A 1994 study showed that replacing Jupiter with a much smaller planet like Uranus or Neptune would lead to 1000 times as many long-period comets hitting Earth. This led to speculation that complex life would have a hard time developing in solar systems without a Jupiter-like planet because of more intense bombardment by comets.
But a new study by Jonathan Horner and Barrie Jones of Open University in Milton Keynes, UK, shows that if there were no planet at all in Jupiter's orbit, Earth would actually be safer from impacts.
The contradictory results arise because Jupiter affects comets in two different, competing ways. Its gravity helps pull comets into the inner solar system, where they have a chance of hitting Earth, but can also clear away Earth-threatening comets by ejecting them from the solar system altogether, via a gravitational slingshot effect.
According to the new study, the worst scenario for Earth is when Jupiter is replaced by a planet with about the mass of Saturn. "[Such a planet] is fairly capable of putting things into an Earth-crossing orbit, but still has some difficulty ejecting them, so they will stay on an Earth-crossing orbit for a much longer time," Horner told New Scientist. The projected result was more than three times as many impacts as in the real solar system.
So both the new study and the one from 1994 suggest that a smaller planet in Jupiter's orbit would leave Earth worse off, although they disagree about how much worse.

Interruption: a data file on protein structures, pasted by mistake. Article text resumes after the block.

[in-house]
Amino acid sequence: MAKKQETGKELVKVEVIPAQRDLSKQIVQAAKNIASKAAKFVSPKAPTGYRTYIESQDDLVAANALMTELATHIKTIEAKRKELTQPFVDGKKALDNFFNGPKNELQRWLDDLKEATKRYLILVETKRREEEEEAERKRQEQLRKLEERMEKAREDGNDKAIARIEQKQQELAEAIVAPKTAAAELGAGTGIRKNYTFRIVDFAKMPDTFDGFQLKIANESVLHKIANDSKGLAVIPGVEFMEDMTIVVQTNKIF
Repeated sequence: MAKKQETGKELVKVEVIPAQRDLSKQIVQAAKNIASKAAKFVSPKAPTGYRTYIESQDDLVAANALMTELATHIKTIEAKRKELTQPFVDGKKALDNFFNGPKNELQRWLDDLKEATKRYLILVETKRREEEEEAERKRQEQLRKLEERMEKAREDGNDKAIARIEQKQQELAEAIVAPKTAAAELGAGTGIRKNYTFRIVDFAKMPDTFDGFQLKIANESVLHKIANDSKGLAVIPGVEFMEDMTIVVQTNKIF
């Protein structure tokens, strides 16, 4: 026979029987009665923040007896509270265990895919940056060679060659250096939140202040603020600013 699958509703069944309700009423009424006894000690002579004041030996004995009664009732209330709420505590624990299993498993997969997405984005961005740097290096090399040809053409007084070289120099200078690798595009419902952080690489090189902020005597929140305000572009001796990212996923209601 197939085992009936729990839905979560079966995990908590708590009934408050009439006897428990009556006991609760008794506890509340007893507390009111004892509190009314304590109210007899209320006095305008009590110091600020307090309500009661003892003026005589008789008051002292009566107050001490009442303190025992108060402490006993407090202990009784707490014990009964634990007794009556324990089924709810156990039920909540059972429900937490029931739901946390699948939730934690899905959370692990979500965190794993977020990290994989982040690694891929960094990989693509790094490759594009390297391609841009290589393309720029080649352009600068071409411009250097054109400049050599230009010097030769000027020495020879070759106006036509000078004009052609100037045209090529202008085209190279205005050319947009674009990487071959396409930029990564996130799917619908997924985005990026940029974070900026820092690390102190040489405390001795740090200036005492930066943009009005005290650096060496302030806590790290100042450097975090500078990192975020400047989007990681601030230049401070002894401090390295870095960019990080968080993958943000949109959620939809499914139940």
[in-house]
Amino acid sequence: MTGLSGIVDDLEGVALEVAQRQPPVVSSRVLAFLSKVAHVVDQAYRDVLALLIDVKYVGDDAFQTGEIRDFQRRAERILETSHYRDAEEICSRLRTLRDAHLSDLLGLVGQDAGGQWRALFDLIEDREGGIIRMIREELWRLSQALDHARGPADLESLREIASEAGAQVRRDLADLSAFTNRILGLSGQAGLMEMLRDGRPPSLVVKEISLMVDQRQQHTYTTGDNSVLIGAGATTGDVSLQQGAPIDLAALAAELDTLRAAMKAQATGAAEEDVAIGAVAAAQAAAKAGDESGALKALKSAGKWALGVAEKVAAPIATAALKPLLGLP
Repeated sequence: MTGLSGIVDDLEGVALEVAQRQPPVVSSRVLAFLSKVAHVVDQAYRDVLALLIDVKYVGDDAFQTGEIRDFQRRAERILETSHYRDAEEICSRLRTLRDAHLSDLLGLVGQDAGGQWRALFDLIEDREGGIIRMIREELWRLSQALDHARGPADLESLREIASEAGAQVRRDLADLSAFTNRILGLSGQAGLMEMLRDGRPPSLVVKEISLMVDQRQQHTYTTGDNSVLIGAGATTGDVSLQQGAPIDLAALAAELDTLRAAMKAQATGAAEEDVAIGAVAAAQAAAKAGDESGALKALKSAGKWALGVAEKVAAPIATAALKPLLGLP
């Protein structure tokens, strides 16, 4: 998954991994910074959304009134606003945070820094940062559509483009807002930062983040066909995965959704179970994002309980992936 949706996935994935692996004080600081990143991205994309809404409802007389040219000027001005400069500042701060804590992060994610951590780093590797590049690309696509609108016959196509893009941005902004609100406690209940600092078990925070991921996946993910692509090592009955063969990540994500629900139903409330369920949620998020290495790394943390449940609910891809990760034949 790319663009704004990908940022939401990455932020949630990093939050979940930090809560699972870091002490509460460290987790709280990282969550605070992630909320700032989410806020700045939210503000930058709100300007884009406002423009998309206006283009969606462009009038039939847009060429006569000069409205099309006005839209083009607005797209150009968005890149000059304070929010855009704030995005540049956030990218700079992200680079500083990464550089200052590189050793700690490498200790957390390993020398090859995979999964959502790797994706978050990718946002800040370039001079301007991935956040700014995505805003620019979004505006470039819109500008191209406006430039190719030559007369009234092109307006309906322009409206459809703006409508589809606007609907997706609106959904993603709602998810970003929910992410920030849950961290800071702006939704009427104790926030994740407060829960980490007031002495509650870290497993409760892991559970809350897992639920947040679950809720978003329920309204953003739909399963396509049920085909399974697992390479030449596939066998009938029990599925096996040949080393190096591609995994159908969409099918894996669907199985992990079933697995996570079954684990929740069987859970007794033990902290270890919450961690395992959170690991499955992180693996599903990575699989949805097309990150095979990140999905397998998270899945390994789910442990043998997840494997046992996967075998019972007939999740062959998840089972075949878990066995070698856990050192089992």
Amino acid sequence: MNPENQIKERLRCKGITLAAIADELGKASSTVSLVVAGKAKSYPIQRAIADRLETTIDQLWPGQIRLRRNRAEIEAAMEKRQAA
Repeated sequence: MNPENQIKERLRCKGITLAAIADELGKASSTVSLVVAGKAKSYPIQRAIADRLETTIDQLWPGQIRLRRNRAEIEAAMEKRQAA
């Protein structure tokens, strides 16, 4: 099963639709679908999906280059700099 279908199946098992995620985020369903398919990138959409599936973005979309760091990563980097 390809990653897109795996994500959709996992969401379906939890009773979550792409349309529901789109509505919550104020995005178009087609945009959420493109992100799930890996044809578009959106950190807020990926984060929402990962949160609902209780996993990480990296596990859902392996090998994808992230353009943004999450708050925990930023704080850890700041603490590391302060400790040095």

That may be because they differ on the source of the comets they examine. Horner looked at objects coming from the Kuiper belt, a region just beyond Neptune's orbit where many dormant comets reside. The previous study, meanwhile, looked at the Oort cloud, a vast collection of dormant comets extending hundreds of times further from the Sun.
Ultimately, knowing what kinds of solar systems are safest from bombardment could help in the search for alien life. But, despite the latest work, it is still unclear where we should be looking.
Alessandro Morbidelli of Nice Observatory in France, who studies solar system dynamics, says neither Horner's analyis nor the earlier study included the most important source of impacts - the asteroid belt. About 95% of the impacts on Earth are due to asteroids, he says.
He suspects that a smaller planet in place of Jupiter may lead to fewer asteroid impacts. "Given that near-Earth asteroids dominate the impact rate, decreasing asteroid impacts might cause a decrease in the overall bombardment rate of the Earth," he told New Scientist.
Horner and Jones plan to extend their study to include asteroids, but Morbidelli says there are even more factors to examine. "You can imagine solar systems where a much more massive and broader asteroid belt is preserved - it would be difficult to live in that solar system," he says. "You can imagine giant planets migrating and destroying an asteroid belt. There are so many factors it is difficult to handle them all."
The results were presented Friday at the European Planetary Science Congress 2007 in Potsdam, Germany.